Illustration of Galileo at Jupiter

New pictures of the most volcanically active world in our solar system show it also has surface activity that resembles the accumulation and disappearance of bright snow or ice.

The images from NASA's Galileo spacecraft include the highest-resolution view yet of Io, one of Jupiter's large moons. A bumpy plain in that image has dark and light patches interspersed like dark rocks reappearing through a shrinking layer of springtime snow. Elsewhere on Io, plains appear fully blanketed by the snow-like material.

It's not frozen water like Earth's snow, but a sulfur-rich material that looks like white snow, said Dr. Alfred McEwen, a planetary scientist at the University of Arizona, Tucson. In some of Io's active volcanic plumes, the volatile material apparently even falls to the ground as frozen particles or crystals, like snowflakes.

"We see this volatile material everywhere on Io where we've had a close-up look," McEwen said. It includes sulfur dioxide and probably other sulfur-rich substances, he said. On Earth, sulfur dioxide is a gas. On Io, it can be either a solid or a gas at the surface or a subsurface liquid.

The textures on Io's plains suggest that some material that had been solid has dissipated by sublimating from a solid to a gas. "It looks like this volatile material is sublimating or eroding away by some means, yet it's still there," McEwen said. "We'd like to know where it's coming from, how the surface layer is being resupplied."

New images also add evidence that many bowl-shaped depressions in volcanic areas may be linked to fracturing and shifting of Io's crust, not just to collapses above underground magma chambers, like the large volcanic craters called calderas on Earth.

The new images of Io are available online from the Jet Propulsion Laboratory (JPL), Pasadena, Calif., at:

and from the University of Arizona Lunar and Planetary Laboratory, Tucson, Ariz., at:

Galileo took the images during a flyby that passed within 199 kilometers (124 miles) of Io in February, and transmitted them to Earth during the following eight months. To approach Io, the spacecraft had to enter a region of hazardous radiation around Jupiter.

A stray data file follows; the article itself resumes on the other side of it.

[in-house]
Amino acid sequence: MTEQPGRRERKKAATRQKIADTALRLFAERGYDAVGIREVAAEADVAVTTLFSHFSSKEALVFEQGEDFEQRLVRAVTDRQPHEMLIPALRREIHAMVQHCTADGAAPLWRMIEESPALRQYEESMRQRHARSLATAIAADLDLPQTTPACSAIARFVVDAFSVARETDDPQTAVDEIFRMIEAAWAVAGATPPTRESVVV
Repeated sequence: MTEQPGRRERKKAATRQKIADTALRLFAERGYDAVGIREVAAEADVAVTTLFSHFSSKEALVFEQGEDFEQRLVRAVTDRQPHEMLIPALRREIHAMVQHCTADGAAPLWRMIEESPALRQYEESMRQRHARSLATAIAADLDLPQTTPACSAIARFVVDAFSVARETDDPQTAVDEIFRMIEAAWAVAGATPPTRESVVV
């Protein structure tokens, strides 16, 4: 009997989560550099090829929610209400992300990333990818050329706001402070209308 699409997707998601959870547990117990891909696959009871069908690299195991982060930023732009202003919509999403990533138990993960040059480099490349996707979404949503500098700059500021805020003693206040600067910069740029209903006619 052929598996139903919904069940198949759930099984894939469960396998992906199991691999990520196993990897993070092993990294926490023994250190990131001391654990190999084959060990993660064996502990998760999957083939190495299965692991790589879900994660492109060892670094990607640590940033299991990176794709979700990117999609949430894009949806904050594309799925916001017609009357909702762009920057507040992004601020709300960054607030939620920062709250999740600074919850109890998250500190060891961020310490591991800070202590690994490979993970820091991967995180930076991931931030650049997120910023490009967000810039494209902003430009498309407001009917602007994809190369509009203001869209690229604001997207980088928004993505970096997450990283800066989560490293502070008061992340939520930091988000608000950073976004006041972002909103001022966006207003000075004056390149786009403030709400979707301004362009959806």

"It's gratifying to see Galileo continuing to provide us with new discoveries after enduring more than three times the radiation dosage it was designed to handle," said Duane Bindschadler, manager of Galileo's science planning and operations team at JPL.

McEwen and other researchers have been analyzing the new images and are describing some of their observations during meetings of the American Astronomical Society's Division of Planetary Sciences conference in Pasadena, Calif., this week.

Heat from many of Io's active volcanoes plays a part in redistributing the snow-like volatiles, said University of Arizona researcher Moses Milazzo. A bluish haze appears at edges of lava spreading from Io's Prometheus volcano. The lava's heat turns the volatile solids into gas, and the haze is likely crystallization of the gas back into solid particles, like snowflakes, above the ground, Milazzo said.

Milazzo said, "We see the bright volatiles being redeposited up to about a kilometer away" (about a half mile away). Still, researchers are puzzled why, over many years, the volatile stuff has not been lost into space or become concentrated at Io's older polar regions instead of being distributed widely across the moon's surface.

"There's still a lot we don't understand about Io," McEwen said.

The new pictures raise questions about large depressions in Io's surface. These features resemble some volcanic calderas on Earth, though they are not generally found on top of mountains and their shapes are less circular. A spectacular mosaic of pictures covering an area with 11 of these holes suggests many are related to cracks in Io's crust. Seven of them form a chain that makes a right-angle bend, and the angular edges of some of the individual depressions seem to follow the alignments of the group.

JPL, a division of the California Institute of Technology in Pasadena, manages the Galileo mission for NASA's Office of Space Science, Washington, D.C. The spacecraft was launched in 1989 aboard NASA's Space Shuttle Atlantis. It has been orbiting Jupiter since late 1995.

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